As the smell of smoke lingered in the air from the massive blaze two days prior, demolition crews began tearing down what remained of the First United Methodist Church in downtown Sedalia on Friday morning.
Workers from B&P Excavating were on scene just before 9 a.m. and worked to get equipment ready while they waited for a crew from Impact Signs to remove the church’s sign in front of the building. Onlookers, members of the media and public safety officials from various entities chatted while waiting for demolition to begin, but everyone fell silent as the first stones began to fall.
B&P Project Manager Dennis Steele said he was pleased with how demolition proceeded Friday and that no neighboring structures were damaged. The crew finished demolishing the front half of the structure in the early afternoon, spending their remaining time on site creating a path to the rear of the building to make for a quick start Saturday.
“Where the structure’s at, if we continue (Friday) to get to another decent point we would probably weaken some corners,” Steele said of the decision to only tear down half of the building Friday. “We’ll knock it out (Saturday). We would have unstable walls overnight as opposed to walls with corners, which makes them much more stable to stay the night.”
Steele said he does not know what the church council’s intentions are regarding cleanup of the site once demolition is complete.
“Our goal was to get the walls down and on the ground so it was a safer work environment and not causing potential danger to other buildings, passersby and power lines,” he said.
Another goal was to preserve the church’s cornerstone and B&P workers removed it Friday afternoon from the rubble, completely intact. FUMC Pastor Jim Downing said they managed to save several items from the building in addition to the sign and cornerstone before demolition began.
“One of the items we were able to recover was the handle to the front door with part of the wood from the door itself still attached, charred by the fire but still something we can hold onto, and one of the lanterns that was at the front entryway,” Downing said. “We think those will be very meaningful and significant to just remembering what we’re about — opening doors to faith for people and being a light to the community for Christ.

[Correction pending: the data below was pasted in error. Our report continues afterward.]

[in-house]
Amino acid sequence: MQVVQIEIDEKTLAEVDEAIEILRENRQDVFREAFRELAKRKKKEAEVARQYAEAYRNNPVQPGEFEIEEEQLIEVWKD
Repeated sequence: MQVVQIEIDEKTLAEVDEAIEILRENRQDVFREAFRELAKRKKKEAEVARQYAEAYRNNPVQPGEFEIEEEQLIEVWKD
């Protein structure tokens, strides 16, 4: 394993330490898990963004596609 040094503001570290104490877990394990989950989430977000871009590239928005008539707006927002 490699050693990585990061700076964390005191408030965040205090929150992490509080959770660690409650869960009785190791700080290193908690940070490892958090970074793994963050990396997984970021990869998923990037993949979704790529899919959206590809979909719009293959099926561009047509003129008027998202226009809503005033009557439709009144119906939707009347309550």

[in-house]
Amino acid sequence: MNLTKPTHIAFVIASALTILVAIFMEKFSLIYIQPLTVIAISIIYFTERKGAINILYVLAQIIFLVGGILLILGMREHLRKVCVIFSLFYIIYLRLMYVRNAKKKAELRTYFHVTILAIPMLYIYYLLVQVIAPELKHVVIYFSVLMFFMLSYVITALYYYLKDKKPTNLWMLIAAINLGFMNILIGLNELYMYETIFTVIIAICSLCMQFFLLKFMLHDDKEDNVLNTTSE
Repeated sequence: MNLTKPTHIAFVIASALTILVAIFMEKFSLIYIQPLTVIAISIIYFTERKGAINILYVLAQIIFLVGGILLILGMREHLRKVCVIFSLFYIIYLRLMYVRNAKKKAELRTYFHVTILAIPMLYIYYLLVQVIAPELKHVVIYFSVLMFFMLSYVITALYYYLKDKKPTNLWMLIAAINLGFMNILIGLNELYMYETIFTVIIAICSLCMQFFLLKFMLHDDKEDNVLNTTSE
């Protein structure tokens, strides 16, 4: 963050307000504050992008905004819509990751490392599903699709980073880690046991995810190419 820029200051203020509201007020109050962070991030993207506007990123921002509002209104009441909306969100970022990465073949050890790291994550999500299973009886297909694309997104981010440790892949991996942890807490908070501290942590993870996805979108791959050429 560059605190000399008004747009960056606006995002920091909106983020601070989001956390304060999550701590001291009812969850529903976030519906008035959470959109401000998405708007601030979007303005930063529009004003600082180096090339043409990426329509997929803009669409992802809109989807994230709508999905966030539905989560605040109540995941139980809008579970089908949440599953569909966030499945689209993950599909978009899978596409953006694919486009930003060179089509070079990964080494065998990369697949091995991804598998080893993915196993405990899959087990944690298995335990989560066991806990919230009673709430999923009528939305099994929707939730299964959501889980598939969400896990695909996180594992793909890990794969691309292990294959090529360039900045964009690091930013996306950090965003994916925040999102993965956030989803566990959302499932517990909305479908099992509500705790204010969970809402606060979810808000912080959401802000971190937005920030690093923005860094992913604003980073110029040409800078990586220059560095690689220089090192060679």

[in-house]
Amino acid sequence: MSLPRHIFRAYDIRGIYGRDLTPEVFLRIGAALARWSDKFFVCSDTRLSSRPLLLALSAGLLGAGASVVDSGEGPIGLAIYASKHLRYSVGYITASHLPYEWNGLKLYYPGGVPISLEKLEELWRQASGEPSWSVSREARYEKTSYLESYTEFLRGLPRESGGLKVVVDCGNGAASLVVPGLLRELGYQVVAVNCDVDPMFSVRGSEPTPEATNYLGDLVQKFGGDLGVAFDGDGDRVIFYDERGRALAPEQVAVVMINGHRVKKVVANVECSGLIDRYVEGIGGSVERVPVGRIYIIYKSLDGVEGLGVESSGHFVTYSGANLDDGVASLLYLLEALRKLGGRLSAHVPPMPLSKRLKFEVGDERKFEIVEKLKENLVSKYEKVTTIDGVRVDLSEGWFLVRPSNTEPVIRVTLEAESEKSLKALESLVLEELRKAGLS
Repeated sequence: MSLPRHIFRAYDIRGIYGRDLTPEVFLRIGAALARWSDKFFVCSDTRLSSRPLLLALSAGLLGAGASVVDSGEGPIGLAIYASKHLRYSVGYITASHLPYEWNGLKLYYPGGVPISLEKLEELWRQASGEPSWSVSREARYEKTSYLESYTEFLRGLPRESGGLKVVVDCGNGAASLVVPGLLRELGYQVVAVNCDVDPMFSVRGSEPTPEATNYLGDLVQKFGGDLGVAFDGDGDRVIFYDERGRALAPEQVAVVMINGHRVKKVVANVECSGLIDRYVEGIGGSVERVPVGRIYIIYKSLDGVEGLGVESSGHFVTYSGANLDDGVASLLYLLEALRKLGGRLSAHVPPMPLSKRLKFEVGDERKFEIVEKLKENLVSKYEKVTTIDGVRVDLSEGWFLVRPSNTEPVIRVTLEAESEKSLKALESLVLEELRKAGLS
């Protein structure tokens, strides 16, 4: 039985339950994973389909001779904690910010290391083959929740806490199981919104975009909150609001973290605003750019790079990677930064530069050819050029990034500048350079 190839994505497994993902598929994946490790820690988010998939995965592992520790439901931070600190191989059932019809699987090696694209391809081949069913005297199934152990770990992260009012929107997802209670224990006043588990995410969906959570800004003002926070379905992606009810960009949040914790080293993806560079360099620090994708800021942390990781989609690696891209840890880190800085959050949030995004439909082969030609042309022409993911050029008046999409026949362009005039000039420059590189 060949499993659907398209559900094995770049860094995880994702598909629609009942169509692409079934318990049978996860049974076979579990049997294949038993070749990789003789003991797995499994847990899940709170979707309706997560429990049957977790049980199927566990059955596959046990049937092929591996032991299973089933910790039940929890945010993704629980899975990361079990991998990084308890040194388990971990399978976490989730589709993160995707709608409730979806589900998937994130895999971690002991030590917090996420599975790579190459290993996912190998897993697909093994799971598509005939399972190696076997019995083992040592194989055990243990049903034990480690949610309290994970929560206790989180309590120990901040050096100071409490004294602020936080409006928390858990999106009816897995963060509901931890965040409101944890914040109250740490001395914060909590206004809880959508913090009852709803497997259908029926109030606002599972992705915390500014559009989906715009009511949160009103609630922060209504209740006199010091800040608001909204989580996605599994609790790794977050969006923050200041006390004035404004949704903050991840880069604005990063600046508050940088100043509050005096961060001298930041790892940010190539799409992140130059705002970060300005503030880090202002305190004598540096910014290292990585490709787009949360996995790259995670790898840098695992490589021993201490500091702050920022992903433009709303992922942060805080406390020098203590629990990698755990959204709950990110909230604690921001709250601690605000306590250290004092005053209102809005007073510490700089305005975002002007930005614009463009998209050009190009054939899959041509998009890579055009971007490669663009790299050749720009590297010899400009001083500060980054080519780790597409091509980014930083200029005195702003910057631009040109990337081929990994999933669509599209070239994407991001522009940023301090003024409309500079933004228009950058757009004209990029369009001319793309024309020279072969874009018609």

“And then we have a little tree that survived all of this on the corner that was a little dogwood tree and we pulled that up this morning. We hope to grow it and as things are redeveloped down here, it’d be beautiful to plant it back in the spot that it came from.”
Downing and Associate Pastor Mike Cassidy were at the site all morning, talking with church members as they stopped by.
“Part of our staff being here, we wanted to be a comfort to the people who for the first time are coming and seeing it with their own eyes and to remind them we’re all in this together and no one needs to feel isolated and for everyone to cherish the memories that we have here,” he explained. “With these stones coming down, it doesn’t nullify those memories. Hold onto those, they’re a gift.”
FUMC’s 10:50 a.m. Sunday service will take place at the Celebration Center on 32nd Street. Downing noted they are “one church with two locations, so it’s all the same family.”
No plans have been discussed regarding future plans for the downtown FUMC site. Downing said the church council will meet next week.
“Initially we have to get over the shock of it and give ourselves time to truly grieve,” he said. “And part of grief is walking through and not getting stuck. After we’ve had that time, I think we’ll be able to make a better, God-guided decision instead of speculation.”
Sedalia Fire Department Deputy Chief Greg Harrell said some of the sidewalks in the area would be opened up Friday night and possibly Saturday morning for citizens to walk around and stop to see the church remains, but that they don’t want anyone walking in the street. City officials especially don’t want citizens walking up to the demolition site to take home stones, as the area is still considered dangerous.
“We appreciate people understanding right now this is a major safety issue,” he said. “The church will make a decision soon about what to do with the stones.”
The sidewalks will be partially closed off again Saturday as demolition begins again.
Nicole Cooke can be reached at 660-530-0138 or @NicoleRCooke.